COVID and Disability
A DISCUSSION OFTime
In her article, “Time,” part of the postpandemic special section (Issues, Winter 2021), Elizabeth Freeman observes that the COVID-19 pandemic has drawn us all into the alternate temporality that the disability community names as “crip time.” Perhaps the most relevant framework is that of chronic illness whose very nomenclature encodes temporality, as in the Twitter hashtag coined by the activist Brianne Benness, #NEISvoid (No End In Sight Void), an apt motif for this pandemic year.
Yet some return, if not to normal, then to a world beyond the crisis stage of the pandemic will arrive. What will this new world look like? It will be profoundly shaped by disability alongside other social categories such as race, gender, and class. Disability is not a mere matter of medical defect or rehabilitative target, but a complex of cultural, economic, and biopsychosocial factors in which “disability” materializes at the point of interaction between individuals and environments. Thus, for example, a wheelchair user is perfectly able so long as the built environment includes ramps and elevators and the social environment is inclusive. This crucial truth, so often overlooked in narrowly medical understandings of disablement, must inform us moving forward.
We must at last reckon with the full range of disability’s social and cultural meanings. COVID-19 has been devastating to disabled people. In early 2021, the United Kingdom’s Office for National Statistics reported that 60% of its COVID-19 deaths thus far were of people with disabilities. Yet their disabled population has not been prioritized for vaccination, and disabled people were long excluded from vaccine priorities in the United States. Clearly forces are at work beyond the logics of science, as the weight of the cultural stigma of disability means that our lives are quite literally seen as less valuable.
Meanwhile, we are on the cusp of a vast explosion in the disabled population in the United States. “Long COVID,” as it is termed, is already producing a range of disabling chronic illnesses, causing such diverse disorders as cardiac damage, neurological dysfunction, chronic pain, and brain fog, often affecting previously healthy young people. As reported by JAMA Cardiology, a stunning 30% of Ohio State University football players who had mild or asymptomatic cases of COVID-19 were found to have significant heart damage afterward. And already people with long COVID in the United States are contending with the medical doubt and struggle for basic survival that typifies the chronically ill experience.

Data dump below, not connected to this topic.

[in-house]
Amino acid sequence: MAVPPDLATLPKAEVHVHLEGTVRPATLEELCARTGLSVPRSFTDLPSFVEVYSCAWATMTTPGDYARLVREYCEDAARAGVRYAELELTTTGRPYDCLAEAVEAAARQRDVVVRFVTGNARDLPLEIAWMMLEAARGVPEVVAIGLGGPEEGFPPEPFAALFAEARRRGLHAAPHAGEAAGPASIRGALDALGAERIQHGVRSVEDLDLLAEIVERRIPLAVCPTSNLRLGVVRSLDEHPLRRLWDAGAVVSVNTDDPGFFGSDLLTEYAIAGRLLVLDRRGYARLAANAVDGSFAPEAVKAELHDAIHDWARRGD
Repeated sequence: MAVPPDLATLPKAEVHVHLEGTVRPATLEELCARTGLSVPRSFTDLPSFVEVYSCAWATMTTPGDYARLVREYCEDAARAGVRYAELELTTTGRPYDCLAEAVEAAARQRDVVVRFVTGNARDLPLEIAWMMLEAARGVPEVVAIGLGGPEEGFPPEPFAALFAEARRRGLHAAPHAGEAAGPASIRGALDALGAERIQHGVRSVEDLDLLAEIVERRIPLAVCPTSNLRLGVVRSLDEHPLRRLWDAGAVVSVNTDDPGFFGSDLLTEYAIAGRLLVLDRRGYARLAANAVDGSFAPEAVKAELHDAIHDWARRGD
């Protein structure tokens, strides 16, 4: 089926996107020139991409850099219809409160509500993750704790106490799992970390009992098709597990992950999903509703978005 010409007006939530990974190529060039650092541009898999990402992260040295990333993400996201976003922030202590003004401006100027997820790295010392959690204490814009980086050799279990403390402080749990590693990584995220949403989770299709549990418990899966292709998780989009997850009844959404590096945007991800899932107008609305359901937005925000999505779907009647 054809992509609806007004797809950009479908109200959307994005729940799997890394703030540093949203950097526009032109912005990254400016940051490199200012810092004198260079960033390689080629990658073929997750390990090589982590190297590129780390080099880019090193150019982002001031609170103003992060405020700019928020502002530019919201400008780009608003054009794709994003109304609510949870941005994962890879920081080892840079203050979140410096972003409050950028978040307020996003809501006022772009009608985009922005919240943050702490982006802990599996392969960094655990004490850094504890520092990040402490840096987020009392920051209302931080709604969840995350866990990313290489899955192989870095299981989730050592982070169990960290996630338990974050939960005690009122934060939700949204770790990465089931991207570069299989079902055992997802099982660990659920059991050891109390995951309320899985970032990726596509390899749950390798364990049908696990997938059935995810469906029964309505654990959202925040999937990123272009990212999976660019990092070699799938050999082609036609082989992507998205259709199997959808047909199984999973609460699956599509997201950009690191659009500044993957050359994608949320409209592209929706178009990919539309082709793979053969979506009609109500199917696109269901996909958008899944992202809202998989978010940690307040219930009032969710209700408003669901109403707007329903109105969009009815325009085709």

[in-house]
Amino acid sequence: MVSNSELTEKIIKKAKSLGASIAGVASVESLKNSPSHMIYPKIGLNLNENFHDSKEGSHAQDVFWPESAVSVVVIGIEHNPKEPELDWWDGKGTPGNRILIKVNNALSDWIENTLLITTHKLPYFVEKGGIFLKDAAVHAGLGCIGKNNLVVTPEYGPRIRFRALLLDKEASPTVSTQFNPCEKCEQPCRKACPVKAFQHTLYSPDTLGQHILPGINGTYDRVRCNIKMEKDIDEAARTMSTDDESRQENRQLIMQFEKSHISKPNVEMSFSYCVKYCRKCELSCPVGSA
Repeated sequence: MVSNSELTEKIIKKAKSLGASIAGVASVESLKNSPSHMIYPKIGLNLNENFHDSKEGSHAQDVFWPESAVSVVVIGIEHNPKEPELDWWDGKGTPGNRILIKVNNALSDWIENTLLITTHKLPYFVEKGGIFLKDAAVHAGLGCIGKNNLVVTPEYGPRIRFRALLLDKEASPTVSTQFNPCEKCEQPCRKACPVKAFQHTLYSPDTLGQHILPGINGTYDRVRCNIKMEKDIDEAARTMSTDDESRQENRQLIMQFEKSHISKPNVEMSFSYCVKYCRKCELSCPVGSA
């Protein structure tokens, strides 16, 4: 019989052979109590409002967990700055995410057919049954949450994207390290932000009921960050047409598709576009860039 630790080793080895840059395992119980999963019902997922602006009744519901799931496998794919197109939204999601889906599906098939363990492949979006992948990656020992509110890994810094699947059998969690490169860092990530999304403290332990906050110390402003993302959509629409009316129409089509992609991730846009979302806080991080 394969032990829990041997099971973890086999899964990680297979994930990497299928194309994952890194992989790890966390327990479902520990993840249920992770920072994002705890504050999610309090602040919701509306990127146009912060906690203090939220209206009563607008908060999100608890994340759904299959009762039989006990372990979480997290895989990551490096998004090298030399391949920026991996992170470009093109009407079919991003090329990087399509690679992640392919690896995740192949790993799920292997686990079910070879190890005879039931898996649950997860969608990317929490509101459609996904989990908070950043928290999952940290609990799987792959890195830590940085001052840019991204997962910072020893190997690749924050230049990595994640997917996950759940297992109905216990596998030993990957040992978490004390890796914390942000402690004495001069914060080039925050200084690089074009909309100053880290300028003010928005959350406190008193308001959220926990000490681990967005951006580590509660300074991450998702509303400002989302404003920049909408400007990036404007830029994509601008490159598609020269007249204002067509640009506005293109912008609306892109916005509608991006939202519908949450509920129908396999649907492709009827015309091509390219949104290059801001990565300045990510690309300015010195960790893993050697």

As after each of the nation’s major wars, a rapid expansion in the disabled population offers both challenge and opportunity to forward new technologies, reimagined infrastructure, and cultural recognition of the range of human abilities. Such innovations benefit disabled and nondisabled people alike. Will we allow our deeply inadequate disability support structures to totally collapse under the weight of long COVID? Or will we seize this opportunity to remake those structures to benefit disabled and nondisabled people alike? Disabled people must be at the table making these decisions about our lives, but it is crucial that all who seek a more equitable and sustainable society join us there.
Associate Professor of Disability Studies, English, and Gender and Women’s Studies
University of Wisconsin-Madison